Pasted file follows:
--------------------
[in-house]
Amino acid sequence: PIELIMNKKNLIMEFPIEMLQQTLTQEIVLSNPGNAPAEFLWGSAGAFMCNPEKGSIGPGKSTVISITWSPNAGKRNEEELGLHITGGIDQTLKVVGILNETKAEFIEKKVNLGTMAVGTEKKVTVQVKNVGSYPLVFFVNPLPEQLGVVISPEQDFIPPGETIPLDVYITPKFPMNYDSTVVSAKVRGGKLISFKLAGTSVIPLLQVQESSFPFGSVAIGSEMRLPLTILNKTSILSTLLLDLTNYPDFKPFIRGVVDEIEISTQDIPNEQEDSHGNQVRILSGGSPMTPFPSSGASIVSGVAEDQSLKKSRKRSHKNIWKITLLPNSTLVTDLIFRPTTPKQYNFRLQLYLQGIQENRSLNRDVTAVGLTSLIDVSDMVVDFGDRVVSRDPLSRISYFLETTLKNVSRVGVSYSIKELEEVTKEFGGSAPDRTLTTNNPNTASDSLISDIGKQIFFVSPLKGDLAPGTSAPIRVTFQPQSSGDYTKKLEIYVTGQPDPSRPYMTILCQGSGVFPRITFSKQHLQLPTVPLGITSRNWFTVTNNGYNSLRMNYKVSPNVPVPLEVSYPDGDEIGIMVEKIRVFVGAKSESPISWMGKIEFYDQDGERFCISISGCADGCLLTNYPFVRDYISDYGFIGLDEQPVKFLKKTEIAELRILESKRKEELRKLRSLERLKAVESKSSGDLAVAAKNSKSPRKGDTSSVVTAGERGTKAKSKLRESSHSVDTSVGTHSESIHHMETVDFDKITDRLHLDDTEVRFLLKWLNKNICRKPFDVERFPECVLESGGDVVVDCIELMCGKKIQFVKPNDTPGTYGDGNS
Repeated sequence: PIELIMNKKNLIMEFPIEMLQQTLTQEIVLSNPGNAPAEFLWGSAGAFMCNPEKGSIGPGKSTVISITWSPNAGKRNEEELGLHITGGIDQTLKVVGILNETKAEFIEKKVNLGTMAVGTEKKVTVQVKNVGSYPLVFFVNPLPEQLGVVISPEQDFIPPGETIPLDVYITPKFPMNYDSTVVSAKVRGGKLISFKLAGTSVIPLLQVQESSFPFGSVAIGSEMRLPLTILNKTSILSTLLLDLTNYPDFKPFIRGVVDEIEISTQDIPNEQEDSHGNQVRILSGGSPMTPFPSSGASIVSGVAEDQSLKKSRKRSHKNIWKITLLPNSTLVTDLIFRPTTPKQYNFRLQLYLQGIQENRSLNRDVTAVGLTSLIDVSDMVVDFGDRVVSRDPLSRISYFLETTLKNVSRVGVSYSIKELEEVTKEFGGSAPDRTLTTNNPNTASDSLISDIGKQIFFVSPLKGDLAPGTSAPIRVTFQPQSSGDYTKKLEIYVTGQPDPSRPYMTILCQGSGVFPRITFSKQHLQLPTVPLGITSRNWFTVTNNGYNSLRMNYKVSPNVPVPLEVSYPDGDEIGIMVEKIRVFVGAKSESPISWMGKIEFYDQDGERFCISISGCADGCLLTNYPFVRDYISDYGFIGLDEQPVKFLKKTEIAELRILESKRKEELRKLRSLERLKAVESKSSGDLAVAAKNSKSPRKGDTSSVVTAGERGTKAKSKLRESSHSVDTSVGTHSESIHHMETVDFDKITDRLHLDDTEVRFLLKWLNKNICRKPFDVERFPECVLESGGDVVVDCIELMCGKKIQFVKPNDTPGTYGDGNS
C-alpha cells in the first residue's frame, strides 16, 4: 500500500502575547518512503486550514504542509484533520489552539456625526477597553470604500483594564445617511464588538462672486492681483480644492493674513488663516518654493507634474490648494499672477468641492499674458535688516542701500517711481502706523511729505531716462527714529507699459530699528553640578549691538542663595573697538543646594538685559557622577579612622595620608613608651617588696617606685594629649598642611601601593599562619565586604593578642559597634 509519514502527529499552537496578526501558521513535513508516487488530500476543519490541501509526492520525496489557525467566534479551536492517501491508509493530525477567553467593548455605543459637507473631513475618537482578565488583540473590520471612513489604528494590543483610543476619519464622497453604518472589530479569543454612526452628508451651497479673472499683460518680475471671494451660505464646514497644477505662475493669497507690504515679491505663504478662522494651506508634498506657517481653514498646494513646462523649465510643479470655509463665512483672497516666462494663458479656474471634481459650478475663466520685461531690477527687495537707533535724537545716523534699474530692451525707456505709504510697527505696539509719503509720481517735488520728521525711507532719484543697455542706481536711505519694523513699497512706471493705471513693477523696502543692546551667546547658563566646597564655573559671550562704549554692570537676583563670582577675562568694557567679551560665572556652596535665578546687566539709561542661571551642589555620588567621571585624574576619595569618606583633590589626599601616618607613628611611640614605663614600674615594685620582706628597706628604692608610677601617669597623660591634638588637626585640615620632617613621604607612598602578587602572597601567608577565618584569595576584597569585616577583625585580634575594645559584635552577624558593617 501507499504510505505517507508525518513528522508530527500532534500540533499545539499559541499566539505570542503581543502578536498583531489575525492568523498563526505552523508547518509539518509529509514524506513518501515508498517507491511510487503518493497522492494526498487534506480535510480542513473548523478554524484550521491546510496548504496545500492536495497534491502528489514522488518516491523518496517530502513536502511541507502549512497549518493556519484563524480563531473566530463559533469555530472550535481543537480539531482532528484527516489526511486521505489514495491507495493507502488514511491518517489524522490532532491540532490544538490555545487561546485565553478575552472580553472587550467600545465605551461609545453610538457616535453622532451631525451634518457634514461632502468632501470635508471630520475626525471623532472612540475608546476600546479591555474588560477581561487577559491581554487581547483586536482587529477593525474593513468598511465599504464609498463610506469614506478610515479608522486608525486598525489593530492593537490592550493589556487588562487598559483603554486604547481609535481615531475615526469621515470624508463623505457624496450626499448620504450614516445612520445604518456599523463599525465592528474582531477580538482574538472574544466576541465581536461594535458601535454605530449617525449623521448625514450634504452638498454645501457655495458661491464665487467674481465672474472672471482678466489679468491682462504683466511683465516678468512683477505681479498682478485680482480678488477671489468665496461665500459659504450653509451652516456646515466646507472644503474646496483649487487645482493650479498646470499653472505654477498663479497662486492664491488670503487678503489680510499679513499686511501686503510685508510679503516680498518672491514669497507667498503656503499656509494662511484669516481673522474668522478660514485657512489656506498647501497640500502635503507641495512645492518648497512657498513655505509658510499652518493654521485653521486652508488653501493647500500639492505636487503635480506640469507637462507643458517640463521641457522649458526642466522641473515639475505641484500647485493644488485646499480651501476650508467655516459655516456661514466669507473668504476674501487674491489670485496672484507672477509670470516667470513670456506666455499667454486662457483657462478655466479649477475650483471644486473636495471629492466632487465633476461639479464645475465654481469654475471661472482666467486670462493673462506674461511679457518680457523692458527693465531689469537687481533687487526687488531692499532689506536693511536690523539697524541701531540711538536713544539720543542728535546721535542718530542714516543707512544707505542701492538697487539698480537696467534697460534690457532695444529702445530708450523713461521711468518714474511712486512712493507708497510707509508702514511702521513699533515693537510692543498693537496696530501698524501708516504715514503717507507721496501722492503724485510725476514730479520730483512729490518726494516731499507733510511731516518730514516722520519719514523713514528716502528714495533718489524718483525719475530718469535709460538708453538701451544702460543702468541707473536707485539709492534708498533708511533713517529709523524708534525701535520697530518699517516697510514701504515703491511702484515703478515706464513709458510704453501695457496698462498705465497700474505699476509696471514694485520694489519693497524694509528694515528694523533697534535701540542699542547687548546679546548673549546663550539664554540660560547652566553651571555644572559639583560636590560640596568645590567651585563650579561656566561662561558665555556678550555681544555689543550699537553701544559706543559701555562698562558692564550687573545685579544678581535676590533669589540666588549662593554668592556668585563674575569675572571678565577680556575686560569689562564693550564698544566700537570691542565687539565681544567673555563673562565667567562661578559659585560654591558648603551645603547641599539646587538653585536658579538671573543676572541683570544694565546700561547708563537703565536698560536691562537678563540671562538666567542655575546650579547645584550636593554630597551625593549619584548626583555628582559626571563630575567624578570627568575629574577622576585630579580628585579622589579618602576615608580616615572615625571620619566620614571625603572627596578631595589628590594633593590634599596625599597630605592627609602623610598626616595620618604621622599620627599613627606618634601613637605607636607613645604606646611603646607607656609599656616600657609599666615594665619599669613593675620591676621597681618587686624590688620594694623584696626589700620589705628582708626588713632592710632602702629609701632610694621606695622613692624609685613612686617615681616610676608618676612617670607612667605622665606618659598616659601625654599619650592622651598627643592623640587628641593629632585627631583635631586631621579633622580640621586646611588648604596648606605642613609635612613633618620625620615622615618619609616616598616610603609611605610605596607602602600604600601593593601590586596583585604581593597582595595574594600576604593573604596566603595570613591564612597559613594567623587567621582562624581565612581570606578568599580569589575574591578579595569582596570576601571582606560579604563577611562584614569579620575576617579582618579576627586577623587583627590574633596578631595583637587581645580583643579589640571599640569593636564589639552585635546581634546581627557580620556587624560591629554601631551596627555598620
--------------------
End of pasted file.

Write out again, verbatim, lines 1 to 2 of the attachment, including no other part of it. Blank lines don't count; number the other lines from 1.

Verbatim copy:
[in-house]
Amino acid sequence: PIELIMNKKNLIMEFPIEMLQQTLTQEIVLSNPGNAPAEFLWGSAGAFMCNPEKGSIGPGKSTVISITWSPNAGKRNEEELGLHITGGIDQTLKVVGILNETKAEFIEKKVNLGTMAVGTEKKVTVQVKNVGSYPLVFFVNPLPEQLGVVISPEQDFIPPGETIPLDVYITPKFPMNYDSTVVSAKVRGGKLISFKLAGTSVIPLLQVQESSFPFGSVAIGSEMRLPLTILNKTSILSTLLLDLTNYPDFKPFIRGVVDEIEISTQDIPNEQEDSHGNQVRILSGGSPMTPFPSSGASIVSGVAEDQSLKKSRKRSHKNIWKITLLPNSTLVTDLIFRPTTPKQYNFRLQLYLQGIQENRSLNRDVTAVGLTSLIDVSDMVVDFGDRVVSRDPLSRISYFLETTLKNVSRVGVSYSIKELEEVTKEFGGSAPDRTLTTNNPNTASDSLISDIGKQIFFVSPLKGDLAPGTSAPIRVTFQPQSSGDYTKKLEIYVTGQPDPSRPYMTILCQGSGVFPRITFSKQHLQLPTVPLGITSRNWFTVTNNGYNSLRMNYKVSPNVPVPLEVSYPDGDEIGIMVEKIRVFVGAKSESPISWMGKIEFYDQDGERFCISISGCADGCLLTNYPFVRDYISDYGFIGLDEQPVKFLKKTEIAELRILESKRKEELRKLRSLERLKAVESKSSGDLAVAAKNSKSPRKGDTSSVVTAGERGTKAKSKLRESSHSVDTSVGTHSESIHHMETVDFDKITDRLHLDDTEVRFLLKWLNKNICRKPFDVERFPECVLESGGDVVVDCIELMCGKKIQFVKPNDTPGTYGDGNS